3. The Control Board is Malfunctioning
The control board controls the bake and broil elements and exhibits the time and temperature. If the control board isn’t sending power to the heating elements or it’s not displaying the temperature or time, it is defective and should be replaced.
How To Fix?
You must remove the control board cover and visually inspect it to fix this issue. If you notice any charred or blackened areas on the board, it could be a failed component or a short circuit.
Make sure all wires are secure. A loose wire can prevent power from going to where it needs to. If the control board has visible damage from a failed component or short circuit, you will need to replace it.
4. The Convection Fan Motor Is Damaged
A motorized fan forces air to circulate inside a convection oven to maintain the desired temperature. If the fan motor is defective, the oven won’t bake evenly.
How To Fix?
To determine if this is your issue, you can inspect the fan by turning it manually. If it doesn’t turn easily, the fan is damaged. You can also use a
If it fails electrically or the fan blade is difficult to turn by hand, you will need to replace the fan motor in your oven.
5. The Thermal Fuse Is Blown
Some ovens use a thermal fuse, while others use a limit switch. A thermal fuse disconnects the power if the oven is overheating. The elements won’t receive power if the thermal fuse is blown or the limit switch is faulty.
How To Fix?
To fix this issue, use a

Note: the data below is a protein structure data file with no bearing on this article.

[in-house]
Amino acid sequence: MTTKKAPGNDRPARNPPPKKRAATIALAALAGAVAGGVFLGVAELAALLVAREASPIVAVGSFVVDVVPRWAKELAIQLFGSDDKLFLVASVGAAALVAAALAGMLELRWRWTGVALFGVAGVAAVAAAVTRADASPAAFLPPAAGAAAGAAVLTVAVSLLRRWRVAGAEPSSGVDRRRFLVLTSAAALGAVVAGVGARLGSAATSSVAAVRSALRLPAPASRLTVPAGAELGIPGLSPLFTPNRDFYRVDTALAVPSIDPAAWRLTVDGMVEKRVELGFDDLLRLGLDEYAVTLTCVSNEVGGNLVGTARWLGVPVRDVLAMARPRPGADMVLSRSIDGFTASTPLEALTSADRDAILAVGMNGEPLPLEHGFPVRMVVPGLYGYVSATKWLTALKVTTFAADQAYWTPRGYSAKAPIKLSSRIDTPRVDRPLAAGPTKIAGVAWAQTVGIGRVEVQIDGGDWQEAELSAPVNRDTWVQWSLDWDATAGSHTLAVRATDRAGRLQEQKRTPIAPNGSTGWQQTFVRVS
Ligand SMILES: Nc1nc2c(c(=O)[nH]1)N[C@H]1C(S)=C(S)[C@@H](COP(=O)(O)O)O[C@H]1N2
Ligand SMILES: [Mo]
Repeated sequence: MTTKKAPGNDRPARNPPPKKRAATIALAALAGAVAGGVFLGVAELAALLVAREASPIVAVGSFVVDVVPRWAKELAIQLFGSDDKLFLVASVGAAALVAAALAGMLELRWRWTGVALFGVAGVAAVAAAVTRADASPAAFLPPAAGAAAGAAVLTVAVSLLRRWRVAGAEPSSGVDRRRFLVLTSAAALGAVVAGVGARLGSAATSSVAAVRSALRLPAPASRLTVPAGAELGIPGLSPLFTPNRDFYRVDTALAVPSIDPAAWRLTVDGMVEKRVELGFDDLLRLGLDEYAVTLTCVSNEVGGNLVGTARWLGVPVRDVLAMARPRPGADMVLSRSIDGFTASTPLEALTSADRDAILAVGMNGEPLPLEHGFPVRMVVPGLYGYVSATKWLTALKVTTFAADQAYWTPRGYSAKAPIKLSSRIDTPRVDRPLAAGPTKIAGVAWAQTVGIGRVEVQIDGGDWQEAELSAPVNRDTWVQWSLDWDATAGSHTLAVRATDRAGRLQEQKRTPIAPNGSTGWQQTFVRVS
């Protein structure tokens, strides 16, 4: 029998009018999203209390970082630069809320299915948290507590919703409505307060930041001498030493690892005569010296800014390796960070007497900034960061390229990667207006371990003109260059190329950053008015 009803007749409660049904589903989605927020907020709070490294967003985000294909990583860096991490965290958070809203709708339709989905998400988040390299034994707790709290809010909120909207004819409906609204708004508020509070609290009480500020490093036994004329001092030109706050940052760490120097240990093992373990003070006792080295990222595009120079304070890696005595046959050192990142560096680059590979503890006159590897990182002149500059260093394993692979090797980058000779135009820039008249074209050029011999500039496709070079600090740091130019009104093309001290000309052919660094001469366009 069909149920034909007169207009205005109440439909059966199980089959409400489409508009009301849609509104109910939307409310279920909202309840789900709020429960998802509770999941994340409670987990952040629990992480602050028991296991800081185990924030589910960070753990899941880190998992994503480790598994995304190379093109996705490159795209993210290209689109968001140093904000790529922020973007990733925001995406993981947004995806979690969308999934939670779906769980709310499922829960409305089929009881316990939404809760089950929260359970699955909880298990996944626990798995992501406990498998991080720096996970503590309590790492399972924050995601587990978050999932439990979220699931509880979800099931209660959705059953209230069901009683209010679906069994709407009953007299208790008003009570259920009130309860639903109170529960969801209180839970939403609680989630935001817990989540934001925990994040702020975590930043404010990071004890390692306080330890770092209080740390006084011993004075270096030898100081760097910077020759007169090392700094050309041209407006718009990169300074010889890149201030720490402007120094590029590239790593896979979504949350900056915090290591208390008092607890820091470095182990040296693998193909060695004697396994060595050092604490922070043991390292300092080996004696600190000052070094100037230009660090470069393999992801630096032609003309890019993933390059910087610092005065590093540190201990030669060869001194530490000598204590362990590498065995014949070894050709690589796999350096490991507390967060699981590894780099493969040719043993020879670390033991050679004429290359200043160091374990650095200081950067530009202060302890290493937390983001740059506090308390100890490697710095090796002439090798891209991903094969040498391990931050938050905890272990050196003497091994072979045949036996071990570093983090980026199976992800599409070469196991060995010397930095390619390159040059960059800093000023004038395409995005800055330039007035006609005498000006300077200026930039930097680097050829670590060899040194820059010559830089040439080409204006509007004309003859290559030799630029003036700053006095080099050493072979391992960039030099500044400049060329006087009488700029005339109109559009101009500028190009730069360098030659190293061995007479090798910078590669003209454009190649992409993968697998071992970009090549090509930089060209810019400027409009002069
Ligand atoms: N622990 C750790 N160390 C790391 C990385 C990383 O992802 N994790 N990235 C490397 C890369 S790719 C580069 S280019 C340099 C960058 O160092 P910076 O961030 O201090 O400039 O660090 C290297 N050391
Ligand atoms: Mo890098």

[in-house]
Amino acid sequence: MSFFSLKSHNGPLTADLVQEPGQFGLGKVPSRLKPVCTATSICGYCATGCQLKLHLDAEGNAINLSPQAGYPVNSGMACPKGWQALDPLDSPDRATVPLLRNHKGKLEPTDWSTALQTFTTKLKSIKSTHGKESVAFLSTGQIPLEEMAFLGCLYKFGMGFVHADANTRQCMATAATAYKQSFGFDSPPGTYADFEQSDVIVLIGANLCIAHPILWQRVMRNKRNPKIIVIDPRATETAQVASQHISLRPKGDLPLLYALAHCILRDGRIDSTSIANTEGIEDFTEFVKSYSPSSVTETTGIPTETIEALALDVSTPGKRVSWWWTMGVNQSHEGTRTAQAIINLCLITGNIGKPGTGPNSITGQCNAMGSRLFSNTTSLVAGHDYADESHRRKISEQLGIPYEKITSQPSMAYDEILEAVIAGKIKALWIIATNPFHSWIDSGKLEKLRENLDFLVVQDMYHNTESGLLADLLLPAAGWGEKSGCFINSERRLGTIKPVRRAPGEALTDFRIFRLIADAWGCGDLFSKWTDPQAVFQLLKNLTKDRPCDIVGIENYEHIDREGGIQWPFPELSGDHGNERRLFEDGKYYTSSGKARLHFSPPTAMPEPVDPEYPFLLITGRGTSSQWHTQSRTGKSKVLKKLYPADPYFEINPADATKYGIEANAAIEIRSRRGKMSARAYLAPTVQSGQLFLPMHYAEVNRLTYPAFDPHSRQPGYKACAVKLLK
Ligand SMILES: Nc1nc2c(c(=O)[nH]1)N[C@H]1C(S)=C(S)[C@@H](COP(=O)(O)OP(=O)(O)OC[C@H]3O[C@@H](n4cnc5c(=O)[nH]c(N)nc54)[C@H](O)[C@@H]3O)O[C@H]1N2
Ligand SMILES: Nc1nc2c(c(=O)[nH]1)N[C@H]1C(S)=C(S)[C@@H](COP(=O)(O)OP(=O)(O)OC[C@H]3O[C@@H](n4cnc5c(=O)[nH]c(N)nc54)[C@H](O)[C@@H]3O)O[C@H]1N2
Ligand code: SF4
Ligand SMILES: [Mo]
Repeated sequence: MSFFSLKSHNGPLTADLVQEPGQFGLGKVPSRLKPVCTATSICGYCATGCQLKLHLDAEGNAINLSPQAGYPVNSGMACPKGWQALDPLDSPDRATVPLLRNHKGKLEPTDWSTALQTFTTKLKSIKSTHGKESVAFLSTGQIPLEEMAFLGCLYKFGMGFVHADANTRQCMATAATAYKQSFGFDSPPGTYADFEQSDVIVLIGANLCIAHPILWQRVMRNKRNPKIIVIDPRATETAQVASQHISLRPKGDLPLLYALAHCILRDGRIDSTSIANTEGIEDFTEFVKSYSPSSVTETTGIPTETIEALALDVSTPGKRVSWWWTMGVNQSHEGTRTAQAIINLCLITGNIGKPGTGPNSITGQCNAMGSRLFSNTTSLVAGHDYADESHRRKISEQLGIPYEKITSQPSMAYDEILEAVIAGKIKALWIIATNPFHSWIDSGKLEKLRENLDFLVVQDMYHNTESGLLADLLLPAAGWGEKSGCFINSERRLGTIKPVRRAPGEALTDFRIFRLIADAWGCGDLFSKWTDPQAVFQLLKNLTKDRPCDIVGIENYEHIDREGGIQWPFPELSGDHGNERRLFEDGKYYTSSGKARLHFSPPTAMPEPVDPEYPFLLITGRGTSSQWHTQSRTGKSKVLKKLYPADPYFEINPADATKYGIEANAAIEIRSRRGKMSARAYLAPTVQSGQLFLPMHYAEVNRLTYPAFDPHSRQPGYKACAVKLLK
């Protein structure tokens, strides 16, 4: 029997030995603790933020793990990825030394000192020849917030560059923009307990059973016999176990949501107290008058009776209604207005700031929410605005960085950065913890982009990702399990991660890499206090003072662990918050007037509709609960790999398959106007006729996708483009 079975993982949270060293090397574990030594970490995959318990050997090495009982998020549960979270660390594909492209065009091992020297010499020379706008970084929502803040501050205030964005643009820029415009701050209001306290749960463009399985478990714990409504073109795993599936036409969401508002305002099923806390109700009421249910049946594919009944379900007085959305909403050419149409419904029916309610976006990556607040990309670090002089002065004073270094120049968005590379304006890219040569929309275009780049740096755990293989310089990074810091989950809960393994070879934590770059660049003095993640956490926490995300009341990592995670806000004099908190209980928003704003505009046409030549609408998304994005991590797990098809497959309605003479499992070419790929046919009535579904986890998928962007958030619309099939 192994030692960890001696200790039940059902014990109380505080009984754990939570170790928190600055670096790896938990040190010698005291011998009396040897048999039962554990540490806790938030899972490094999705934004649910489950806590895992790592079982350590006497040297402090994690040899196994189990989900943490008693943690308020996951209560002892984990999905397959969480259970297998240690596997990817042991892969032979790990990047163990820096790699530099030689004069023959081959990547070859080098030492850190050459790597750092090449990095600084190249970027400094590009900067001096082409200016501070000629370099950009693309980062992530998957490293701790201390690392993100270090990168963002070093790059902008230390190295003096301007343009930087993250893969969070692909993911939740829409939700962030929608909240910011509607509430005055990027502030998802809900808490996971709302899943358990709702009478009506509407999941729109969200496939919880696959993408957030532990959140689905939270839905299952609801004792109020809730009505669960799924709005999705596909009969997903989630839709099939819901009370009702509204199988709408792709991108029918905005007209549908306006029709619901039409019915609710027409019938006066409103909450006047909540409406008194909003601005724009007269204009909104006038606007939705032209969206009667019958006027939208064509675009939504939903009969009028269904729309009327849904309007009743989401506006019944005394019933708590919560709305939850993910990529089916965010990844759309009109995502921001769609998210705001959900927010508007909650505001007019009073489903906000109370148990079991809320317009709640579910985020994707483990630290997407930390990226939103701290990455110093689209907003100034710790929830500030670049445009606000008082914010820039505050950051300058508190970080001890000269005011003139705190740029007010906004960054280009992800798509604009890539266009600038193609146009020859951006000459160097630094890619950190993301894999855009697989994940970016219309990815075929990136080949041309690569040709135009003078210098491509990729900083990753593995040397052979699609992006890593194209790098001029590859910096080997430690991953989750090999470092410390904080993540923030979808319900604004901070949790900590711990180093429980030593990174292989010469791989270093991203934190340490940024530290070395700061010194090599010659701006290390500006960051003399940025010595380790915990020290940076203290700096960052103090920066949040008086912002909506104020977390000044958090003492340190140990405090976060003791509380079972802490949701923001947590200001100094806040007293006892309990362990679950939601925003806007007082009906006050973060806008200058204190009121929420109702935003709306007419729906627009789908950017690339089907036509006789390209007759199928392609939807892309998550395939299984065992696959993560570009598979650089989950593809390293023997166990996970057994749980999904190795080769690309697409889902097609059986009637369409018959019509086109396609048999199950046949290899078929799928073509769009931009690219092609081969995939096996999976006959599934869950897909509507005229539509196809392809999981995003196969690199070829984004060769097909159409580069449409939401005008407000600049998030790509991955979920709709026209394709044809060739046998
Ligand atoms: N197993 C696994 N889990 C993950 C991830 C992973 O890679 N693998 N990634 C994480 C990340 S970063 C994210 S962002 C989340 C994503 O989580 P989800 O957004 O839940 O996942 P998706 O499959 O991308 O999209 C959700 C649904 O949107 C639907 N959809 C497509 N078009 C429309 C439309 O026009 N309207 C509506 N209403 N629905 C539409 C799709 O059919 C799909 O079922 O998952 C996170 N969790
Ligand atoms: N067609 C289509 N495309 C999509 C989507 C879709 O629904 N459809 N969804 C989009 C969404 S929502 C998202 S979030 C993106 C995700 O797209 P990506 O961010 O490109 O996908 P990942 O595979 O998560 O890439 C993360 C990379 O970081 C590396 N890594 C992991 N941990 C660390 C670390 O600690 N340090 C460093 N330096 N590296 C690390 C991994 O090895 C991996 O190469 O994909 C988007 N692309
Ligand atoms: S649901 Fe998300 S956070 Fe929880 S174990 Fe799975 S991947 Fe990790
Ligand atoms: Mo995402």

- Disconnect the wires and isolate the fuse.
- Set the
multimeterto the ohms or resistance setting.
- Place the probes on each terminal.
The fuse is still good if the
6. Oven Not Sitting Level
An oven stands alone and is placed into a built-in slot on a countertop. Sometimes the oven may be placed in a slot where the feet of your range are not completely even. This issue with levels could be because the floor it sits on may not be truly level. If the oven is not sitting level, then your food will not cook or bake evenly.
How To Fix?
A leveling issue can be an easy, non-expensive fix. An oven has leveling feet, which means you can adjust the feet of a range easily to ensure the oven sits level even if the floor under it is unlevel. The leveling of your oven is simple to correct and just takes some twisting of the front feet of your range.
You can lengthen or shorten each foot of the oven by adjusting the threaded shaft that connects the foot and oven. Once you have ensured that your oven is level, try baking something to see if this is the issue. If your food comes out baked evenly, then the problem is solved.
If your oven isn’t baking evenly, this can be due to something as simple as needing to adjust the feet or something more technical that will require a
Once the problem is narrowed down, you’ll know if something needs to be replaced or if you need to buy a new oven range.
Understand what to look for and what signs indicate the exact problem. We’ve looked at potential problems and provided steps on how to go about testing each part safely.